“…[W]e are not to expect to be translated from despotism to liberty, in a feather-bed.”
This great expression suggestive of the sacrifices one must expect during reformist revolutionary times is found buried in a letter that for the most part reads like a chat between old friends, complete with the latest on the new job that he hates, gossipy complaints about the boss and a saccharine send-off: “Kiss and bless your dear children for me.”
In this instance the chums were Thomas Jefferson and the Marquis de Lafayette, the new job is as the United States’ first Secretary of State, the boss he’s complaining about is George Washington and the note was is perhaps the first official governmental correspondence between the United States and the French National Assembly.
The quote has appeared in at least two textbook series* where it first caught my attention. I was initially startled by the tone of sentiment, because in both series’ the quote appears in discussions about the much bloodier Reign of Terror (1793–94). Scoffing at the discomfort of a few royals is in poor taste, after all, if the discomfort was caused by the fall of an 88.2 pound blade on the back of their neck.
This quote has also taken the form of a libertarian meme, of late, appearing on radically-themed posters. Try a Google images search for “Liberty in a Feather Bed” if you want to see, but be wary of the impact on your search history :}
Getting back to the story, I remembered the quote the way it’s portrayed on these posters as as evidence of Jefferson’s ominous radicalism, suggestive of the need to break eggs for omelettes and the ends justify the means. But I was surprised to find it in a letter written on April 2, 1790, which French History buffs know was well before revolution had turned into a bloodbath. I’m not suggesting Jefferson wasn’t a supporter of the revolution, but if you are teaching and portraying Jefferson as an apologist to slaughter, a close look at the source shows that this is not true.
From Thomas Jefferson to Lafayette, 2 April 1790
New York April 2. 1790.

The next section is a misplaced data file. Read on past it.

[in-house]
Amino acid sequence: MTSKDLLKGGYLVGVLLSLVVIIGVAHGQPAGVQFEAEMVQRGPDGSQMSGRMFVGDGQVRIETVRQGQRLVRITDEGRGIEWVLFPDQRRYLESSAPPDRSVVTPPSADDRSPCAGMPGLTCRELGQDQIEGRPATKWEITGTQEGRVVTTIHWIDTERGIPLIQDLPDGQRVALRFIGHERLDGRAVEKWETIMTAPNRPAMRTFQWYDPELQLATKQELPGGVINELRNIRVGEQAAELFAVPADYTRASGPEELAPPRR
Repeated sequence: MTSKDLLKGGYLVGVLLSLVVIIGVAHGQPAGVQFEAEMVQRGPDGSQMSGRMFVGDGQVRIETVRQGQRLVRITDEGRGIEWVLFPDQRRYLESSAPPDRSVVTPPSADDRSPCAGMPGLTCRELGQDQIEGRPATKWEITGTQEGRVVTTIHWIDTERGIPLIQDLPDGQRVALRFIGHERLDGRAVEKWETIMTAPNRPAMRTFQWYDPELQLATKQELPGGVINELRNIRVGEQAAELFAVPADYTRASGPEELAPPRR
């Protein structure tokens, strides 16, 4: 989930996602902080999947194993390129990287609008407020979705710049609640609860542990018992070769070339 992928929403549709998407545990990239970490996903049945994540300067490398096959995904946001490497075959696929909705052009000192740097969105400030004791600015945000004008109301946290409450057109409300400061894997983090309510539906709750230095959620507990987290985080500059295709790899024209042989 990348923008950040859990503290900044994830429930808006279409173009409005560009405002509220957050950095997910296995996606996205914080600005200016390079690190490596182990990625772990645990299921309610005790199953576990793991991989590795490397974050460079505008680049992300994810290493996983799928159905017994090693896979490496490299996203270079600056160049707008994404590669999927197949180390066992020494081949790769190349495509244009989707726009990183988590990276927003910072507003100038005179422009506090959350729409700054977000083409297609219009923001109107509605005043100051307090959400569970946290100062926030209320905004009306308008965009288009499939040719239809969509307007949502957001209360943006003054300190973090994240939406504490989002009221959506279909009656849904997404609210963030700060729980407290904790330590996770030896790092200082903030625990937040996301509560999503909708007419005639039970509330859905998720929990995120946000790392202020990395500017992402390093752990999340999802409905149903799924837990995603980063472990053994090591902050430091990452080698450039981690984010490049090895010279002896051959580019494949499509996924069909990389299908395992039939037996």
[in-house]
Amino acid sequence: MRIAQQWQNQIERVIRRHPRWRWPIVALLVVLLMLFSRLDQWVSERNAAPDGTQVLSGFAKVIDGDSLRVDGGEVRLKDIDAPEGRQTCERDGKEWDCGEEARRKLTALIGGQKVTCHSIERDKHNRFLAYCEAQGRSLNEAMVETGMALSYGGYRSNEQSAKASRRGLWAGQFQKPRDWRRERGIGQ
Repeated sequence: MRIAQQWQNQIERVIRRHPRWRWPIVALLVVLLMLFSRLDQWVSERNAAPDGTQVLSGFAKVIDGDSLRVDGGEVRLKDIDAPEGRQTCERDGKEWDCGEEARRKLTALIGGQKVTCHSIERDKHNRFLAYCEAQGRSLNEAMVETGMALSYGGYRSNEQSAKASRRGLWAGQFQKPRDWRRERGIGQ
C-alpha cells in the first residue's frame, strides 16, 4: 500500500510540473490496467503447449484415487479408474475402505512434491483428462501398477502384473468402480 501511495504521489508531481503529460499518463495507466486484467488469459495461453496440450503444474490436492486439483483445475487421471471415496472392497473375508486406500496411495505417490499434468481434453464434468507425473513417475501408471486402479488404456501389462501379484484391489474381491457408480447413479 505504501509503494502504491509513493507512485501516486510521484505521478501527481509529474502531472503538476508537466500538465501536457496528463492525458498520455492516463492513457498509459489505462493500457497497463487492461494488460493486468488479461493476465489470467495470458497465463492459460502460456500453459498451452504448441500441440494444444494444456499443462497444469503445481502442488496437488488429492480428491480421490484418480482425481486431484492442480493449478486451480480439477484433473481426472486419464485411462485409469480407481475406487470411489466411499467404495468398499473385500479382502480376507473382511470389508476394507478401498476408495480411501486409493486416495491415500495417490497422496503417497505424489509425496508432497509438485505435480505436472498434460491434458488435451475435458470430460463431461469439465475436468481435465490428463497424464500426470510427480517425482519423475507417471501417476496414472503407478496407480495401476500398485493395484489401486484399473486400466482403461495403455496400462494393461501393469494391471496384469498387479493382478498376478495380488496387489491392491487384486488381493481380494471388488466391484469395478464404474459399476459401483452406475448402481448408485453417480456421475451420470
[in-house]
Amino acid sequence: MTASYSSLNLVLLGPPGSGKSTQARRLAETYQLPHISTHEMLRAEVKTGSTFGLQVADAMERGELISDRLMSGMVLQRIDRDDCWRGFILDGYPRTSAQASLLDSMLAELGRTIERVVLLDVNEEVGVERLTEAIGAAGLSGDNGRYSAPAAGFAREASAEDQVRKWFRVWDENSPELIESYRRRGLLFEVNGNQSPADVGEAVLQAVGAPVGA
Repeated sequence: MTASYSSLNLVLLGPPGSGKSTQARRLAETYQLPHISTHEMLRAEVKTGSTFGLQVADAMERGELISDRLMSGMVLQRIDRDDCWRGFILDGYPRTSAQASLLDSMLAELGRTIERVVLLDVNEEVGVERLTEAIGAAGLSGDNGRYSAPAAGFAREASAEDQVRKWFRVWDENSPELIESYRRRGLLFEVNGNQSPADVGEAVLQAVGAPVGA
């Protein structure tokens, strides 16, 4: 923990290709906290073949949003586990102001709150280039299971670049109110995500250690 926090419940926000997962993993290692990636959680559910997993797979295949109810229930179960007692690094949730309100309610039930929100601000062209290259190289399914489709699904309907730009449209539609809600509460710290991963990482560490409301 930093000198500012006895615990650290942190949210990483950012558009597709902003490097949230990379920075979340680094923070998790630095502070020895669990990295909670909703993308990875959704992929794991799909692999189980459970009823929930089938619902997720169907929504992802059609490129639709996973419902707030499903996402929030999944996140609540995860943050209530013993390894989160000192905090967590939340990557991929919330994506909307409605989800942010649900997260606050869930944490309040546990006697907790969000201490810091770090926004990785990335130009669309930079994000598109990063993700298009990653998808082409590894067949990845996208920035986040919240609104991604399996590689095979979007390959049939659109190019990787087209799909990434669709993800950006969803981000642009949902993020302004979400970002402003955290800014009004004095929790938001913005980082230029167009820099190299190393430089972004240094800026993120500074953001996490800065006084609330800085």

Behold me, my dear friend, dubbed Secretary of state, instead of returning to the far more agreeable position which placed me in the daily participation of your friendship. I found the appointment in the newspapers the day of my arrival in Virginia. I had indeed been asked while in France whether I would accept of any appointment at home, and I had answered that without meaning to remain long where I was, I meant it to be the last office I should ever act in. Unfortunately this letter had not arrived at the time of arranging the new government. I expressed freely to the President my desire to return. He left me free, but still shewing his own desire. This, and the concern of others, more general than I had a right to expect, induced me after 3. months parleying, to sacrifice my own inclinations. I have been here then ten days harnessed in new gear. Wherever I am, or ever shall be, I shall be sincere in my friendship to you and to your nation. I think, with others, that nations are to be governed according to their own interest: but I am convinced that it is their interest, in the long run, to be grateful, faithful to their engagements even in the worst of circumstances, and honorable and generous always. If I had not known that the head of our government was in these sentiments, and that his national and private ethics were the same, I would never have been where I am. I am sorry to tell you his health is less firm than it used to be. However there is nothing in it to give alarm. The opposition to our new constitution has almost totally disappeared. Some few indeed had gone such lengths in their declarations of hostility that they feel it awkward perhaps to come over, but the amendments proposed by Congress, have brought over almost all their followers. If the President can be preserved a few years till habits of authority and obedience can be established, generally, we have nothing to fear. The little vaut-rien, Rhode-island will come over with a little more time. Our last news from Paris is of the 8th. of January. So far it seemed that your revolution had got along with a steady pace: meeting indeed occasional difficulties and dangers, but we are not to expect to be translated from despotism to liberty, in a feather-bed. I have never feared for the ultimate result, tho’ I have feared for you personally. Indeed I hope you will never see such another 5th. and 6th. of October. Take care of yourself, my dear friend. For tho’ I think your nation would in any event work out her salvation, I am persuaded were she to lose you, it would cost her oceans of blood, and years of confusion and anarchy. Kiss and bless your dear children for me. Learn them to be as you are a cement between our two nations. I write to Madame de la fayette so have only to add assurances of the respect & esteem of your affectionate friend & humble servt,